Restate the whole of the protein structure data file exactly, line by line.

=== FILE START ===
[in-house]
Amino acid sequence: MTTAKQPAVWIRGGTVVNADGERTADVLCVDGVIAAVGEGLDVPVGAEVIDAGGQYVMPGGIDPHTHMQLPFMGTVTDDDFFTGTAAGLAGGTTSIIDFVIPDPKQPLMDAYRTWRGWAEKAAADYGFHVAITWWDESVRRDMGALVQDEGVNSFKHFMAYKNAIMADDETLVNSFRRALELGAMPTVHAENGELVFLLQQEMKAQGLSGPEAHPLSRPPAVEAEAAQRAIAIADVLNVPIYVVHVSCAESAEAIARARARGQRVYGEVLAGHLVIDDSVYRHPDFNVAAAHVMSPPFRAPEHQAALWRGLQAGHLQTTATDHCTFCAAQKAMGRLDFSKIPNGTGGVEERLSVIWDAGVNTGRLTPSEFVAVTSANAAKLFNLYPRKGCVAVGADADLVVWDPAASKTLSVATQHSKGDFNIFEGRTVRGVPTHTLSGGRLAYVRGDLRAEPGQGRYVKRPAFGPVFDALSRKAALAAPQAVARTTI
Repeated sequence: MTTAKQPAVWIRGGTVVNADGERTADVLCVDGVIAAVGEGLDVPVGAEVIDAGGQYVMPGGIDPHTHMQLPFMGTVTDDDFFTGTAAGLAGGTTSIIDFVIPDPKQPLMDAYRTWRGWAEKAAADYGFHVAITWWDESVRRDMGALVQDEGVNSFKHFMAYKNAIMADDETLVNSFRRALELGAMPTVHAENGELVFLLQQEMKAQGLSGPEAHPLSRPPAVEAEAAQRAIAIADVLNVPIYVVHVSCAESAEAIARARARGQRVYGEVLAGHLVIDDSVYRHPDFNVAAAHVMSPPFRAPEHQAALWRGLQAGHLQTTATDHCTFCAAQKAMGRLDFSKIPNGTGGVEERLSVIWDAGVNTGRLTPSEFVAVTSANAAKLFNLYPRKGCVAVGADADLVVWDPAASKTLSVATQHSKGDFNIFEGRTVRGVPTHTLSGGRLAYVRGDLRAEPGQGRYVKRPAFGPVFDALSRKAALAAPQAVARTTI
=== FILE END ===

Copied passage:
[in-house]
Amino acid sequence: MTTAKQPAVWIRGGTVVNADGERTADVLCVDGVIAAVGEGLDVPVGAEVIDAGGQYVMPGGIDPHTHMQLPFMGTVTDDDFFTGTAAGLAGGTTSIIDFVIPDPKQPLMDAYRTWRGWAEKAAADYGFHVAITWWDESVRRDMGALVQDEGVNSFKHFMAYKNAIMADDETLVNSFRRALELGAMPTVHAENGELVFLLQQEMKAQGLSGPEAHPLSRPPAVEAEAAQRAIAIADVLNVPIYVVHVSCAESAEAIARARARGQRVYGEVLAGHLVIDDSVYRHPDFNVAAAHVMSPPFRAPEHQAALWRGLQAGHLQTTATDHCTFCAAQKAMGRLDFSKIPNGTGGVEERLSVIWDAGVNTGRLTPSEFVAVTSANAAKLFNLYPRKGCVAVGADADLVVWDPAASKTLSVATQHSKGDFNIFEGRTVRGVPTHTLSGGRLAYVRGDLRAEPGQGRYVKRPAFGPVFDALSRKAALAAPQAVARTTI
Repeated sequence: MTTAKQPAVWIRGGTVVNADGERTADVLCVDGVIAAVGEGLDVPVGAEVIDAGGQYVMPGGIDPHTHMQLPFMGTVTDDDFFTGTAAGLAGGTTSIIDFVIPDPKQPLMDAYRTWRGWAEKAAADYGFHVAITWWDESVRRDMGALVQDEGVNSFKHFMAYKNAIMADDETLVNSFRRALELGAMPTVHAENGELVFLLQQEMKAQGLSGPEAHPLSRPPAVEAEAAQRAIAIADVLNVPIYVVHVSCAESAEAIARARARGQRVYGEVLAGHLVIDDSVYRHPDFNVAAAHVMSPPFRAPEHQAALWRGLQAGHLQTTATDHCTFCAAQKAMGRLDFSKIPNGTGGVEERLSVIWDAGVNTGRLTPSEFVAVTSANAAKLFNLYPRKGCVAVGADADLVVWDPAASKTLSVATQHSKGDFNIFEGRTVRGVPTHTLSGGRLAYVRGDLRAEPGQGRYVKRPAFGPVFDALSRKAALAAPQAVARTTI